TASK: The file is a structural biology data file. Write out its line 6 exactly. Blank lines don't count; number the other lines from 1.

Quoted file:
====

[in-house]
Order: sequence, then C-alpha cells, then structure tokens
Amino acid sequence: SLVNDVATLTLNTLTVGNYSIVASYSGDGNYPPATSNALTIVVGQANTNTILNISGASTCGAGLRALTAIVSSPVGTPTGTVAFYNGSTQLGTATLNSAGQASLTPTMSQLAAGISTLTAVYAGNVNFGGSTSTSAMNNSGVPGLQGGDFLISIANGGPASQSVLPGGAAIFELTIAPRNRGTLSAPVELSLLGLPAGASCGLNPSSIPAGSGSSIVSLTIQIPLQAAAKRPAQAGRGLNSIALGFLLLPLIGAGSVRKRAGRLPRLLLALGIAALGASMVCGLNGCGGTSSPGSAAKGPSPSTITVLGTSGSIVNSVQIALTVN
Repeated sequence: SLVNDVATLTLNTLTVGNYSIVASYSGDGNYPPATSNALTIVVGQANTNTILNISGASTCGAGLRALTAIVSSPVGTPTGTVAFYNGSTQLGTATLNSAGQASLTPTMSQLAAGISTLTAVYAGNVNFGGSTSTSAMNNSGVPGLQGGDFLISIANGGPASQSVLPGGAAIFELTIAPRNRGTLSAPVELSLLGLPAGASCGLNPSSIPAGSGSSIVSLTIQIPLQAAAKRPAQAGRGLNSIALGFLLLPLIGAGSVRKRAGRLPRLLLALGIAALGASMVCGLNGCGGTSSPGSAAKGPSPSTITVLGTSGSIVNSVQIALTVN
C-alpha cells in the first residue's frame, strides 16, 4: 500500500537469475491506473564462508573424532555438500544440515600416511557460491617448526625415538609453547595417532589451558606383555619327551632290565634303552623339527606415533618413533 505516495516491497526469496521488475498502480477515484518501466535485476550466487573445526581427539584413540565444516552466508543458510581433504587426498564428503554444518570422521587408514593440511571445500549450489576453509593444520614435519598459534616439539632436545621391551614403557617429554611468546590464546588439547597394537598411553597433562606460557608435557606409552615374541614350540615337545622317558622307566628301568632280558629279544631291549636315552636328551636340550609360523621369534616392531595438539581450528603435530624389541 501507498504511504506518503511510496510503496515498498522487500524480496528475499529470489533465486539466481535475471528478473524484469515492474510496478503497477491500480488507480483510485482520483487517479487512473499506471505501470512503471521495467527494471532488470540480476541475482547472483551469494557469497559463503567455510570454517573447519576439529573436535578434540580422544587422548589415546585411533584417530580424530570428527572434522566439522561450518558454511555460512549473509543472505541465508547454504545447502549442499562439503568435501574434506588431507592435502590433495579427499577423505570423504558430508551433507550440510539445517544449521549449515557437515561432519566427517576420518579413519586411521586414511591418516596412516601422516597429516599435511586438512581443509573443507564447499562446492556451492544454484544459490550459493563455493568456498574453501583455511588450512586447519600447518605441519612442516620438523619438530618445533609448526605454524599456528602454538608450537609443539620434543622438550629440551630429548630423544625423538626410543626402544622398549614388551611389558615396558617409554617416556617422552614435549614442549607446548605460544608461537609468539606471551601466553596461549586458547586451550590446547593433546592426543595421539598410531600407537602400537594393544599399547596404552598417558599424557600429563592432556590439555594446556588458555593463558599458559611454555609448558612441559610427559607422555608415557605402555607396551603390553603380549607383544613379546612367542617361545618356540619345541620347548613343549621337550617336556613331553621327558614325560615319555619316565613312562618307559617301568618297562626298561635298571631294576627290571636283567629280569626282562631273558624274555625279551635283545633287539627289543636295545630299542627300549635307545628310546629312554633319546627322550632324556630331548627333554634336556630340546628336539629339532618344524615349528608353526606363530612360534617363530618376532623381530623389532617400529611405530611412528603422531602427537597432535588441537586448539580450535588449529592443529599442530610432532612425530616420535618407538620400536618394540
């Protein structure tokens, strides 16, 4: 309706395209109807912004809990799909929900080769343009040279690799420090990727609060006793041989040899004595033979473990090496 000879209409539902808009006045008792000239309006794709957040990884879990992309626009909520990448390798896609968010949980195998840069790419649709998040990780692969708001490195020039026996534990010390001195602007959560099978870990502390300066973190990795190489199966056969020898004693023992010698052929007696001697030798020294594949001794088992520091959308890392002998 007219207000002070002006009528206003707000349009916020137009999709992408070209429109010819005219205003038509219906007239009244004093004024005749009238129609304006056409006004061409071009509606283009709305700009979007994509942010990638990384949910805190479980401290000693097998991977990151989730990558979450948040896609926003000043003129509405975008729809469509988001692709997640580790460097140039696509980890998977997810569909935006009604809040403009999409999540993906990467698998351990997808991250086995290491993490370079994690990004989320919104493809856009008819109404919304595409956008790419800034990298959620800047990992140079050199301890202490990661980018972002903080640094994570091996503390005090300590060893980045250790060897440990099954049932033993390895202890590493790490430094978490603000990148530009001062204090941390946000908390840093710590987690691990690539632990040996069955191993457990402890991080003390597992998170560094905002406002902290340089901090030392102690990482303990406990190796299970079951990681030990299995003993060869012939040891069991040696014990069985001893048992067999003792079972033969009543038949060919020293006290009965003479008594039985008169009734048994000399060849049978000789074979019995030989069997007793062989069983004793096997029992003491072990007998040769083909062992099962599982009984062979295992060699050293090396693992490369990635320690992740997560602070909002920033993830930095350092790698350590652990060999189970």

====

């Protein structure tokens, strides 16, 4: 309706395209109807912004809990799909929900080769343009040279690799420090990727609060006793041989040899004595033979473990090496 000879209409539902808009006045008792000239309006794709957040990884879990992309626009909520990448390798896609968010949980195998840069790419649709998040990780692969708001490195020039026996534990010390001195602007959560099978870990502390300066973190990795190489199966056969020898004693023992010698052929007696001697030798020294594949001794088992520091959308890392002998 007219207000002070002006009528206003707000349009916020137009999709992408070209429109010819005219205003038509219906007239009244004093004024005749009238129609304006056409006004061409071009509606283009709305700009979007994509942010990638990384949910805190479980401290000693097998991977990151989730990558979450948040896609926003000043003129509405975008729809469509988001692709997640580790460097140039696509980890998977997810569909935006009604809040403009999409999540993906990467698998351990997808991250086995290491993490370079994690990004989320919104493809856009008819109404919304595409956008790419800034990298959620800047990992140079050199301890202490990661980018972002903080640094994570091996503390005090300590060893980045250790060897440990099954049932033993390895202890590493790490430094978490603000990148530009001062204090941390946000908390840093710590987690691990690539632990040996069955191993457990402890991080003390597992998170560094905002406002902290340089901090030392102690990482303990406990190796299970079951990681030990299995003993060869012939040891069991040696014990069985001893048992067999003792079972033969009543038949060919020293006290009965003479008594039985008169009734048994000399060849049978000789074979019995030989069997007793062989069983004793096997029992003491072990007998040769083909062992099962599982009984062979295992060699050293090396693992490369990635320690992740997560602070909002920033993830930095350092790698350590652990060999189970």